Sony Announces FIVE(!) Full-frame E-mount “FE” Lenses to Go With the A7 and A7R

Sony FE lenses
Sony FE lenses

Hot on the heels of the highly-anticipated full-frame mirrorless cameras, the A7 and A7R, Sony has also released FIVE(!) new full-frame E mount lenses. Dubbed “FE”, these lenses were designed to match the newly released A7/A7R cameras. Among them, three are premium (read expensive) lenses with the Zeiss branding, namely the FE 55mm f/1.8 ZA Carl Zeiss Sonnar *T, FE 35mm f/2.8 ZA Carl Zeiss Sonnar T* and the FE 24-70mm f/4 ZA OSS Carl Zeiss Vario Tessar T*. The last two are an inexpensive FE 28-70mm f/3.5-5.6 OSS mid-zoom kit lens and a FE 70-200mm f/4 G OSS telephoto zoom.

Along with the five new lenses, Sony has also updated one of their popular lenses into the 70-200mm f/2.8G SSM II. The lens features a faster AF speed and a new and improved ‘Nano AR’ coating said to be resistant to moisture and dust.

And now, what everybody is wanting to know: the price. The EF 24-70mm f/3.5-5.6 OSS will be a kit lens to the A7 and won’t be sold separately, though we are sure it’ll somehow make its way into the channels. The 35mm f/2.8 ZA Carl Zeiss Sonnar T* will cost US$799 and be available in December 2013. The 55mm f/1.8 ZA Carl Zeiss Sonnar T* will cost US$999 and be available from January 2014. Finally, the 24-70mm f/4 ZA OSS will cost US$1199 and be available from February 2014. No pricing information is available for the 70-200mm f/4 OSS at the time of writing.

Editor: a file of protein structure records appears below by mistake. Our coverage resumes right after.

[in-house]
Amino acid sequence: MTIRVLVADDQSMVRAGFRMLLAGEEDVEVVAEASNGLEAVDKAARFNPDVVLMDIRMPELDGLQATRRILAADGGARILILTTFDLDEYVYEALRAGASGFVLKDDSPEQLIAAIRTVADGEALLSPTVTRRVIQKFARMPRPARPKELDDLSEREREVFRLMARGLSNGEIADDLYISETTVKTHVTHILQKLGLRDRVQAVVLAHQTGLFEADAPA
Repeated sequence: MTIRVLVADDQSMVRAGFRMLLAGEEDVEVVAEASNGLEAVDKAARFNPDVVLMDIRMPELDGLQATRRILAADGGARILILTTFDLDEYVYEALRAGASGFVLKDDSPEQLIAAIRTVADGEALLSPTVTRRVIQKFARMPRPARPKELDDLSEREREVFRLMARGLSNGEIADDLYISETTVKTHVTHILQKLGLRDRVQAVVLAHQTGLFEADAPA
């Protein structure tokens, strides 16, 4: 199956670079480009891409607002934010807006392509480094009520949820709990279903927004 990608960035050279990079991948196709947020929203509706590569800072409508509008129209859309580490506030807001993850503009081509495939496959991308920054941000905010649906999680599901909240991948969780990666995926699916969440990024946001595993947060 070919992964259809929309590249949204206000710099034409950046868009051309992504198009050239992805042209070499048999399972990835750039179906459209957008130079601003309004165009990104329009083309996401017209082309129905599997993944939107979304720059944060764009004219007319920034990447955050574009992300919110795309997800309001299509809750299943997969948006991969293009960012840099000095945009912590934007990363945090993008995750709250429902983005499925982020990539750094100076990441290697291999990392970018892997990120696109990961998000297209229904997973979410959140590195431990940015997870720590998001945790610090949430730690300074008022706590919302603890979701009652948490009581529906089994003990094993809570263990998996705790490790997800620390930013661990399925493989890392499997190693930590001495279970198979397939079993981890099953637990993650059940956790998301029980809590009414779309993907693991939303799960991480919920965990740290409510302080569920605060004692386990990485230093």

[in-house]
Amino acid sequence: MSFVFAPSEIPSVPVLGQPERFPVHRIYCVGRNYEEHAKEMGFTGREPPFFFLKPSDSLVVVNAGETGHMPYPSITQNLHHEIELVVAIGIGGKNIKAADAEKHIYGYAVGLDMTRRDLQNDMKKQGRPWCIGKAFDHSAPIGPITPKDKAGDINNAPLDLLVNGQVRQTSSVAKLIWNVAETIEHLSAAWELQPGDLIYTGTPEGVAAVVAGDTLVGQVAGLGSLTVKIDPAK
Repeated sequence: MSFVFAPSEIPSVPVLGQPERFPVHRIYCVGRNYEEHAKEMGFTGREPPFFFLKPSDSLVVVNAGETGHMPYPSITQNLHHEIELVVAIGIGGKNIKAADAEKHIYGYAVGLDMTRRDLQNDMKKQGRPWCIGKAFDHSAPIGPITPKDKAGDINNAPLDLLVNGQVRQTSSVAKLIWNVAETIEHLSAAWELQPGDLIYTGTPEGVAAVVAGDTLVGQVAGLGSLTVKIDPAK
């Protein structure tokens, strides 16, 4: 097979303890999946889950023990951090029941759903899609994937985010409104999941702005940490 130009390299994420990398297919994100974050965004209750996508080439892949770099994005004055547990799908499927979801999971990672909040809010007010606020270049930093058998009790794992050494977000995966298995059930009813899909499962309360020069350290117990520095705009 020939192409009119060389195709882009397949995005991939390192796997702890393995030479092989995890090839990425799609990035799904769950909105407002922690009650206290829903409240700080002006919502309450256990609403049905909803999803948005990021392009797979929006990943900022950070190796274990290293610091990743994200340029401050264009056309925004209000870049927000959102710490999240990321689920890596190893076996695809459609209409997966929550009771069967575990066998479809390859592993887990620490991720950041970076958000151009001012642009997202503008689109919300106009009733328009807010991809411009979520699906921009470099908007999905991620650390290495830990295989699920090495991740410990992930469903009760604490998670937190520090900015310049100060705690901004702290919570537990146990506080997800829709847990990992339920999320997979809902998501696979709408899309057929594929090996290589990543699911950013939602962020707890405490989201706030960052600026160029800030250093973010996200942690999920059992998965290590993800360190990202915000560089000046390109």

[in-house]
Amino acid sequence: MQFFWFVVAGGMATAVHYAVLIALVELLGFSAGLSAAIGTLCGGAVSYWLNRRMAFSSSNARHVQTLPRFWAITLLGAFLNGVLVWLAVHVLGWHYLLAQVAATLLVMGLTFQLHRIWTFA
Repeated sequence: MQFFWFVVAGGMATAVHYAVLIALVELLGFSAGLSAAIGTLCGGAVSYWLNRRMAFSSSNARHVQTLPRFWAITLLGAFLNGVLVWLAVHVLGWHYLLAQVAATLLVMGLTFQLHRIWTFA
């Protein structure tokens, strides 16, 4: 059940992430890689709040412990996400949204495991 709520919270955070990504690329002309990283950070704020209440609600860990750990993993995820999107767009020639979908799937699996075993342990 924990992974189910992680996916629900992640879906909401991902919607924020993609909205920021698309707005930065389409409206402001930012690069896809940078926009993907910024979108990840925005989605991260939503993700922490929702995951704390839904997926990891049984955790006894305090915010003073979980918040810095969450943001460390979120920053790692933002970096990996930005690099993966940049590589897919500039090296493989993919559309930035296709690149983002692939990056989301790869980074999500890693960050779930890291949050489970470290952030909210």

Though not as astronomical as their Leica counterparts, these Zeiss lenses still look pretty expensive. I am not sure if they are good enough to justify their cost. But like their Leica counterparts, I am sure there will be enough people clamouring over then anyway.

YS: Best part is, they’re all made in Japan anyway. Also, look at the size and weight for most of the lenses. Almost all of them are equivalent to their SLR counterparts. So much for a lighter system, eh? Personally the biggest omissions are wide-angle primes: This is the area where mirrorless lenses will be smaller and lighter due to not needing a retrofocus design. Without them the new system is just another case of small camera with big lenses – a Sony favourite, it seems.

(Image credit: Sony press images)

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